Tierney, the governor’s spokesman, said in an interview the Biden administration has supplied significant help. “Did the agencies provide the appropriate response, and was the president and White House in touch with the governor frequently? The answers to those are yes,” Tierney said, adding that the EPA has been “extremely responsive.”

That is not the picture painted by some Republicans, who have taken notice of East Palestine as images of the derailment swept social media. Buttigieg — a rising Democratic star who has shown bigger political ambitions — started taking much of the flak. On Feb. 16, Sen. Marco Rubio (R-Fla.) wrote a letter to Biden asking him to fire Buttigieg, who he said “has repeatedly demonstrated a gross level of incompetence and apathy that is detrimental to the safety and prosperity of the American people.”

Fact check: Rubio vs. Buttiegieg

Some administration officials were struck that the accident was garnering more national attention, not less, as the days passed — the opposite of the usual pattern. “The interest peaked like a week after” the derailment, said Robert J. Hall, director of NTSB’s railroads, pipelines and hazardous materials division. “Usually it happens the day of and it declines, and by a week after nobody’s talking about it. In this case, it had a reverse curve.”

Fox News host Tucker Carlson used his show to bring race into the discussion, decrying an alleged lack of urgency by the government for a blue-collar community with few people of color. “Is it because these are not their voters?” he asked Sen. J.D. Vance (R-Ohio), who agreed with the premise.

Minutes later, Buttigieg sent his first public comments on the incident, tweeting that he was “concerned” about the impact of the derailment and wanted to ensure that “families have access to useful & accurate information.” He would later express regret that he had not spoken out sooner, telling CBS News, “That’s a lesson learned for me.”

By Feb. 16, EPA Administrator Michael Regan was on the ground in East Palestine, pledging that the government would penalize Norfolk Southern for the accident. Appearing with Sen. Sherrod Brown (D-Ohio) at the accident site, Regan asked the community to have faith in his assurances about the air and drinking water.

“We know that there is a lack of trust,” Regan said. “If we say that the water is safe and the air is safe, we believe it, because we’ve tested it and the data shows it.”

That same day, however, Vance visited a local creek he described as filled with dead fish and bubbling with chemicals. “I think if the EPA administrator wants to stand here and tell people that the tap water is safe, by all means, they should be willing to drink it,” Vance told reporters. Regan would later return to East Palestine and drink tap water alongside DeWine.

After DeWine asked Biden for help addressing residents’ questions about their health, the president dispatched teams to conduct screenings on-site, ultimately examining more than 500 homes and finding no dangerous levels of toxins.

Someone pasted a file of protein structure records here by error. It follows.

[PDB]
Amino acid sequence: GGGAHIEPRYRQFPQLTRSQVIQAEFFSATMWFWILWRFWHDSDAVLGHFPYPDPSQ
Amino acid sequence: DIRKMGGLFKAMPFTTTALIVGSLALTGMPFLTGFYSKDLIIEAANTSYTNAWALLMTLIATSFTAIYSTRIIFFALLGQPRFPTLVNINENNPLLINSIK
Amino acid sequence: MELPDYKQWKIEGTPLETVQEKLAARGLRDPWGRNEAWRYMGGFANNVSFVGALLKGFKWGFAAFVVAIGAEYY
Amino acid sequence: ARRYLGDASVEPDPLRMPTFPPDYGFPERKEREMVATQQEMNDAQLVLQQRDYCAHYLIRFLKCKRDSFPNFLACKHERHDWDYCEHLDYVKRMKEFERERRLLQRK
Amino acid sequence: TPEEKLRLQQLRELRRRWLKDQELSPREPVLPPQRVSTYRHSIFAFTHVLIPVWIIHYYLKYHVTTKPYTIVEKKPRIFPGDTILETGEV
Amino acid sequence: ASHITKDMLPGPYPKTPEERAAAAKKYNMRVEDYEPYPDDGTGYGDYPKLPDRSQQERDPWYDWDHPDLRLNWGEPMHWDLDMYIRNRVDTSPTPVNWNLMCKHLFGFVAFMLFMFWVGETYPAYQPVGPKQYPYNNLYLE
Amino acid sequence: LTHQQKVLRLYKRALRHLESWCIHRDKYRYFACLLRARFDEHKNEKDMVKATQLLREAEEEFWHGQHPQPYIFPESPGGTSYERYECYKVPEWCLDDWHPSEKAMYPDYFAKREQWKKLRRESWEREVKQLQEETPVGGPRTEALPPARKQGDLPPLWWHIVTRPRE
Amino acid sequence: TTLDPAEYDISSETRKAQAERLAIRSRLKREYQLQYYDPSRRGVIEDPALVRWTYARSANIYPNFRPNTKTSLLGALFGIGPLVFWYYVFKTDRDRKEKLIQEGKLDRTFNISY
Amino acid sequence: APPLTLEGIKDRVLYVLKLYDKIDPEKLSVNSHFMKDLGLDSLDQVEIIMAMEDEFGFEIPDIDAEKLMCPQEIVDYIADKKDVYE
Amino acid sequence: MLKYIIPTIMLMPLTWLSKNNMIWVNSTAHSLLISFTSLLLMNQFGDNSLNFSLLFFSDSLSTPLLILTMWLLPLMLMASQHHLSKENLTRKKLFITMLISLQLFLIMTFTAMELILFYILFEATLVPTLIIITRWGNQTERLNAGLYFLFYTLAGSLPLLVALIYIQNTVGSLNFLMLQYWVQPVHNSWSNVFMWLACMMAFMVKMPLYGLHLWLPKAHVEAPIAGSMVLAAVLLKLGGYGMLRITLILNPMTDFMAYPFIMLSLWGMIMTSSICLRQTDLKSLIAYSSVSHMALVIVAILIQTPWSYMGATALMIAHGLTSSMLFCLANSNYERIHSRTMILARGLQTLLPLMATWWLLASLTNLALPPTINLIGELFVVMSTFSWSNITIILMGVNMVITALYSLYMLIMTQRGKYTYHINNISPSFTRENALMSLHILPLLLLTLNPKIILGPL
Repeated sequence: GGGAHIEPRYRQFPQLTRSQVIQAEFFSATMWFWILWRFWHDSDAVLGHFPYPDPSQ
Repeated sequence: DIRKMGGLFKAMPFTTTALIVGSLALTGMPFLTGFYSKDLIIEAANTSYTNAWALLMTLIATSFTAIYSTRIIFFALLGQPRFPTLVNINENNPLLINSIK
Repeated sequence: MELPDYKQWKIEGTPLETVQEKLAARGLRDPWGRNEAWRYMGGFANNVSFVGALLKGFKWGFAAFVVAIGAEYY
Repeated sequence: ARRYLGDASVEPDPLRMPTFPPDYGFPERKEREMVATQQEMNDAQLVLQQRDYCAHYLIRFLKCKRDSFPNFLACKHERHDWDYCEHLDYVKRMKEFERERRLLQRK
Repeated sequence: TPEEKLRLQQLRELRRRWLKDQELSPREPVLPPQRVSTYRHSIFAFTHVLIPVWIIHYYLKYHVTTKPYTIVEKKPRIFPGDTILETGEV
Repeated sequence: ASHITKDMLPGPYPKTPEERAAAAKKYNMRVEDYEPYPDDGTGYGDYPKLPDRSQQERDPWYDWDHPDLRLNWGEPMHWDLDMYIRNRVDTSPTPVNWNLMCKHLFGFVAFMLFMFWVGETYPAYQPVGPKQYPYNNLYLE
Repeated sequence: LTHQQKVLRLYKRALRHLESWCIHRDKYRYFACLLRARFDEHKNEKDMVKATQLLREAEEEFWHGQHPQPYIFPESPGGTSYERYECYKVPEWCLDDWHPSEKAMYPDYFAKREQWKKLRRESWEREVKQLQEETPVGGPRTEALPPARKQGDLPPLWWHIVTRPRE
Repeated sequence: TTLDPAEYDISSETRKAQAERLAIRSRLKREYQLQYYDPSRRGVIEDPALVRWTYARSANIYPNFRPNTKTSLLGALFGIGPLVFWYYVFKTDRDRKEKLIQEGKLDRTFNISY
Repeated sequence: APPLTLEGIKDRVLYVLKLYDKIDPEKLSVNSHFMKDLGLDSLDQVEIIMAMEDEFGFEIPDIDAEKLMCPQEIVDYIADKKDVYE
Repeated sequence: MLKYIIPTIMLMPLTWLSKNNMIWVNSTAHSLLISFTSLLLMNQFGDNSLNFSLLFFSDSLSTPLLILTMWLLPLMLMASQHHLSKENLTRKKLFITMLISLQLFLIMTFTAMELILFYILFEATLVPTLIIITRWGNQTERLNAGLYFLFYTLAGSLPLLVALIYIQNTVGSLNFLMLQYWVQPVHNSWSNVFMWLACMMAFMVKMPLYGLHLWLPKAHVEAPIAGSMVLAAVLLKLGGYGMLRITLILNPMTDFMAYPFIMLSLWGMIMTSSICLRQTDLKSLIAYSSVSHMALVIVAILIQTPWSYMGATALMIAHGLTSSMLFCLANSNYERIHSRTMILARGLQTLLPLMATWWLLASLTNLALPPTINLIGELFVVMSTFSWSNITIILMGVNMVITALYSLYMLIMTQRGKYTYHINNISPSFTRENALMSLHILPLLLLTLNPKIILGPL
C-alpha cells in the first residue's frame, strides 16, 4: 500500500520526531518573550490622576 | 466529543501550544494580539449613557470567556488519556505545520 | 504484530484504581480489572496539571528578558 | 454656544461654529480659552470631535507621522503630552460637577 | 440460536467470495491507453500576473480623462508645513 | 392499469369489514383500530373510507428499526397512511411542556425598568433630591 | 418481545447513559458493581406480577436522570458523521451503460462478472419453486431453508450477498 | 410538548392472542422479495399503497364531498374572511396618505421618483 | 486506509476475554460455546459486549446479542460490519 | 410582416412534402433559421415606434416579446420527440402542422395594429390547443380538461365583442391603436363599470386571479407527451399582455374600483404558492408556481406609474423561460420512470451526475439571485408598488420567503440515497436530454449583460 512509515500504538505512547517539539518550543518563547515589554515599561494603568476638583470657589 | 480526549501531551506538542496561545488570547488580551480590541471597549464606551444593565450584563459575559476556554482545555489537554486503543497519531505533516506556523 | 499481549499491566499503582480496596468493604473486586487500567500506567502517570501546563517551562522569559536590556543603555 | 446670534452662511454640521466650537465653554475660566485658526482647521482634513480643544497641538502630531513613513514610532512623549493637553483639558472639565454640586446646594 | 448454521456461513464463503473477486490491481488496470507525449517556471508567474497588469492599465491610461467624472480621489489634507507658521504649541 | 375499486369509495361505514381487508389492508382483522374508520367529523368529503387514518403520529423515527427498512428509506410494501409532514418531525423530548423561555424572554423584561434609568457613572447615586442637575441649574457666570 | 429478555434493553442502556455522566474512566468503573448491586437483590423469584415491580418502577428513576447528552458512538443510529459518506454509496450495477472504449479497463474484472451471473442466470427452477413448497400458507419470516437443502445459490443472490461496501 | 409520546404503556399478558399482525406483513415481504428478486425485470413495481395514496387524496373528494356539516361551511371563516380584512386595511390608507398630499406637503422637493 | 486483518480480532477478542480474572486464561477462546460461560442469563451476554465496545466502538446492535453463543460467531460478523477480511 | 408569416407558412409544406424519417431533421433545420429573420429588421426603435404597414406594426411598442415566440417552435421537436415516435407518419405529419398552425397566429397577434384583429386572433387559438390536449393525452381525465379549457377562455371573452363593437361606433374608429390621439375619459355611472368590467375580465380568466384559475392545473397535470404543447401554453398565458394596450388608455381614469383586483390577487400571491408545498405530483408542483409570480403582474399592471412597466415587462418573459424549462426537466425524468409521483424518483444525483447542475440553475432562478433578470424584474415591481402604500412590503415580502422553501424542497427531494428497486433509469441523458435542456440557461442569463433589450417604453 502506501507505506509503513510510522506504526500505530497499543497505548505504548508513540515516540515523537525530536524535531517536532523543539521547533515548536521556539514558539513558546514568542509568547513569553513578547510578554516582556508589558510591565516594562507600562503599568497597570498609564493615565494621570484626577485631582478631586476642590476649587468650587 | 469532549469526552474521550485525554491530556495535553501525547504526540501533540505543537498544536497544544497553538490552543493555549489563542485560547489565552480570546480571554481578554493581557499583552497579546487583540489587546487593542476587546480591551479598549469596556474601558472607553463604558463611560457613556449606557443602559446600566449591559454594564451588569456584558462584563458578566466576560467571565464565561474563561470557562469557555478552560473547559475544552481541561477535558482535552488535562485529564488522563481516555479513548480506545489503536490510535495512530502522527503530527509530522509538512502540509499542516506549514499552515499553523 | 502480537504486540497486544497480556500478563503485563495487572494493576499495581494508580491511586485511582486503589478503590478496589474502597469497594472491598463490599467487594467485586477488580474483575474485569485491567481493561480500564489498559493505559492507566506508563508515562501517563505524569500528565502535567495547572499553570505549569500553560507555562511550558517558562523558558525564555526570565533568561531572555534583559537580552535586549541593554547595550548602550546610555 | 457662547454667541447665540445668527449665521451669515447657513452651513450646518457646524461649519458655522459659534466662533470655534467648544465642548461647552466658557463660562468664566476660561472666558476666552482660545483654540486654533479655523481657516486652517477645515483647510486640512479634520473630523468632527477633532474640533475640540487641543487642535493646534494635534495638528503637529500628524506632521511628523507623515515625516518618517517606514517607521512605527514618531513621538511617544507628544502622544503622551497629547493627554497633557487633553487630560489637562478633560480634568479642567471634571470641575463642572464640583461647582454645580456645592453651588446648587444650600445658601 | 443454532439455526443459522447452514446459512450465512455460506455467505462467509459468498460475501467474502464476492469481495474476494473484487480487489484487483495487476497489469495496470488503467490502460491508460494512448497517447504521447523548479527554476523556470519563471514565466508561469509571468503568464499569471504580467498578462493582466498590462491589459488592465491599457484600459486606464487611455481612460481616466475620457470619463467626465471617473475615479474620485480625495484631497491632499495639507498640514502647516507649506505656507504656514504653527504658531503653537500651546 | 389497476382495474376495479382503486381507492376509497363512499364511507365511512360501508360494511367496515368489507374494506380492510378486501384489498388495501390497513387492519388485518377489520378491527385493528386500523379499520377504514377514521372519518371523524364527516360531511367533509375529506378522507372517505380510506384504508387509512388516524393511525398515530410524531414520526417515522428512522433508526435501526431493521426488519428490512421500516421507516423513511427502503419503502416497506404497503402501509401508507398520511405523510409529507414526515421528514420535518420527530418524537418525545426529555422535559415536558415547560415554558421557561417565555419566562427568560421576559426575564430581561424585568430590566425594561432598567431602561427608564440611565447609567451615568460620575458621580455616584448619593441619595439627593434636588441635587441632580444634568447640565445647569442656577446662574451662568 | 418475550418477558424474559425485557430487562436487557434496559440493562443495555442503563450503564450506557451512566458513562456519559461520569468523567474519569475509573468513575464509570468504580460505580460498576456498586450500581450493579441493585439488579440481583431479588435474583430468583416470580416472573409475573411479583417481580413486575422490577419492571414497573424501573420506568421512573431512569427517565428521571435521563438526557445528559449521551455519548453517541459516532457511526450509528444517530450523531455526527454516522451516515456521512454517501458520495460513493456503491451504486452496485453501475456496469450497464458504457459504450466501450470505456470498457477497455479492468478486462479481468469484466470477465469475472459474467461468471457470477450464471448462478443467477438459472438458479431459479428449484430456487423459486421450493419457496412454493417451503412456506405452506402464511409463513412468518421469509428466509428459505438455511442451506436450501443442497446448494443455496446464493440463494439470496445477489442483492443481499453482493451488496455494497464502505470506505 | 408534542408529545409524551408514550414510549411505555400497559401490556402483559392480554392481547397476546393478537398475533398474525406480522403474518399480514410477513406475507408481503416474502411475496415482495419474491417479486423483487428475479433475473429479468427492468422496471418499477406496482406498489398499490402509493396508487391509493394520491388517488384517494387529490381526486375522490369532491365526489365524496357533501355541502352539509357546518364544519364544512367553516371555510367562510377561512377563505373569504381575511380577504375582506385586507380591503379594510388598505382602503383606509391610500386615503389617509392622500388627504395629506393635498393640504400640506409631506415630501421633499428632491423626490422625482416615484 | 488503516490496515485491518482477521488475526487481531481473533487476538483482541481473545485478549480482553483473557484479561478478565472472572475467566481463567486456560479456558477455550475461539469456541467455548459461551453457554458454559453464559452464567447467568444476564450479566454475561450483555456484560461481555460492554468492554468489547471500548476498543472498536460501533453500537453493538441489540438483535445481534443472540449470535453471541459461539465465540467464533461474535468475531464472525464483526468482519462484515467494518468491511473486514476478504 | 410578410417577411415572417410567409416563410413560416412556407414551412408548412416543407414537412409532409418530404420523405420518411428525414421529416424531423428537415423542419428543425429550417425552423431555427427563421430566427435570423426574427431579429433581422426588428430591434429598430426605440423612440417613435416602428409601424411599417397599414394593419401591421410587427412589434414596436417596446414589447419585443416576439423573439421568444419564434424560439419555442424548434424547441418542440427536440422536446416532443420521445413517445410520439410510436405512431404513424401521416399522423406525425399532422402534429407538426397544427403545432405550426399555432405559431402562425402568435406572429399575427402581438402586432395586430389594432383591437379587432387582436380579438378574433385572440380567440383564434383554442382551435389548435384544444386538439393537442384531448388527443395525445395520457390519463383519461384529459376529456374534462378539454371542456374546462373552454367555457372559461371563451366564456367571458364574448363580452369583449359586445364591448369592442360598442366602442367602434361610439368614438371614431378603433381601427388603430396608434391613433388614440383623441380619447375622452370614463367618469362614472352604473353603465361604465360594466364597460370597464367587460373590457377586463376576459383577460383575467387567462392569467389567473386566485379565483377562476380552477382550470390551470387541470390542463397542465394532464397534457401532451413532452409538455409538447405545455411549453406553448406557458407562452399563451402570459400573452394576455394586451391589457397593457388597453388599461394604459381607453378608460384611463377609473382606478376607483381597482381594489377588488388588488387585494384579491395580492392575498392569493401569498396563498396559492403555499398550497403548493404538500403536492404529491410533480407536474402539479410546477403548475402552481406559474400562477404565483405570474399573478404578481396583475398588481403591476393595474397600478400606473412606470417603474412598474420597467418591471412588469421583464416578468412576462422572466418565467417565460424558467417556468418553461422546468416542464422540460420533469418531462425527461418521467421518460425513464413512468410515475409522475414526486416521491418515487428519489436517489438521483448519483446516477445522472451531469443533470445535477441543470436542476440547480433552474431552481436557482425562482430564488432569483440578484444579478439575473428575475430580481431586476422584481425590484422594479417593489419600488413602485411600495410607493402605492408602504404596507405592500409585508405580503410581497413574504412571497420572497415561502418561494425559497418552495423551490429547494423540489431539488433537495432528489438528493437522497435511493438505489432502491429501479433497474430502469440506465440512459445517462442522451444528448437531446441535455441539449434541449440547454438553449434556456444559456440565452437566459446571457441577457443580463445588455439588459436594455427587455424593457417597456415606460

But as contradictory claims proliferated and the crisis became increasingly polarized, some residents were not inclined to give the government the benefit of the doubt.

“I haven’t met anybody in town that’s satisfied with the help they’re getting from the federal government — or the railroad,” said Jerry Corbin, who lives just over the state line in Darlington, Pa.

He said the EPA collected samples of the ash littering his yard, but that he is still waiting for any follow-up to understand what sort of contamination rained down with it. Until then, he doesn’t know if he should be tilling his garden or planting beans.

“Is that wise?” Corbin wondered. “Maybe somebody should tell me.”

Others in the community said they were encouraged by EPA’s announcement Tuesday that it would take control of the disaster response and force Norfolk Southern to pay for cleanup. “I don’t like to be afraid, and the unknown is very scary,” said East Palestine resident Michele Parker. “I guess we have to hope for the best.”

But such concerns from residents have been increasingly drowned out by the political squabbling. At a town hall on Feb. 15, East Palestine Mayor Conaway, whose town voted heavily for Trump in 2020, told residents that he had only heard from the White House one day prior and that he had “no idea” where Buttigieg was.

A timeline from the White House states that officials attempted to contact Conaway by phone multiple times beginning on Feb. 6. Conaway did not respond to requests for comment.

After Biden visited Kyiv — part of a long-planned trip aimed to shore up the global alliance against Russia — Conaway told Fox News that he was “furious” that the president was abroad while his constituents were struggling. “That was the biggest slap in the face that tells you right now, he doesn’t care about us,” Conaway said, citing millions in foreign aid Biden announced during his trip.

The next day, Conaway said he’d been frustrated and walked back his comments, telling reporters his constituents did not want to be “political pawns.”

But Trump repeated the criticism of Biden’s Ukraine trip when he visited East Palestine on Wednesday, saying he hoped there would be “some money left over” for Ohio.

“You are not forgotten,” Trump told residents.

Buttigieg, who traveled to East Palestine the following day, has said Trump should use his platform to call for the restoration of train safety regulations that were rolled back during his administration. He added that he was working to improve rail safety and ensure that residents are getting everything they need.

“We will never forget the people of East Palestine,” he said.

As political figures fire salvos at each other, experts are pressing ahead on investigating the crash. On Thursday, NTSB chairwoman Jennifer Homendy held a briefing on the board’s initial findings. Calling the derailment “100 percent preventable,” she pledged to get to the bottom of what happened, taking a moment to express her frustration with how politicized the incident had become.

“Enough with the politics on this … I don’t understand why this has gotten so political,” she said. “This is a community that is suffering. This is not about politics.”

Liz Goodwin, Scott Dance and Colby Itkowitz contributed to this report.